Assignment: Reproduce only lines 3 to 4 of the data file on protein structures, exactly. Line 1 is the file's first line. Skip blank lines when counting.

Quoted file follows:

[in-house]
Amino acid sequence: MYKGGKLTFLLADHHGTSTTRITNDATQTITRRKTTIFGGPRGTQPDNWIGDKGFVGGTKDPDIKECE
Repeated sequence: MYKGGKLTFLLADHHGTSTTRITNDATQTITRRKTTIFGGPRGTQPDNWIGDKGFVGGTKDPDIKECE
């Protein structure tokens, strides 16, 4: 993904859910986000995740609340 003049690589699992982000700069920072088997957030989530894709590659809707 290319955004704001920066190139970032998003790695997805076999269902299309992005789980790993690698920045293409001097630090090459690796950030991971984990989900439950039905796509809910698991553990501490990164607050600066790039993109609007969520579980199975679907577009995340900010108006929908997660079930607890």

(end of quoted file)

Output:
Repeated sequence: MYKGGKLTFLLADHHGTSTTRITNDATQTITRRKTTIFGGPRGTQPDNWIGDKGFVGGTKDPDIKECE
């Protein structure tokens, strides 16, 4: 993904859910986000995740609340 003049690589699992982000700069920072088997957030989530894709590659809707 290319955004704001920066190139970032998003790695997805076999269902299309992005789980790993690698920045293409001097630090090459690796950030991971984990989900439950039905796509809910698991553990501490990164607050600066790039993109609007969520579980199975679907577009995340900010108006929908997660079930607890």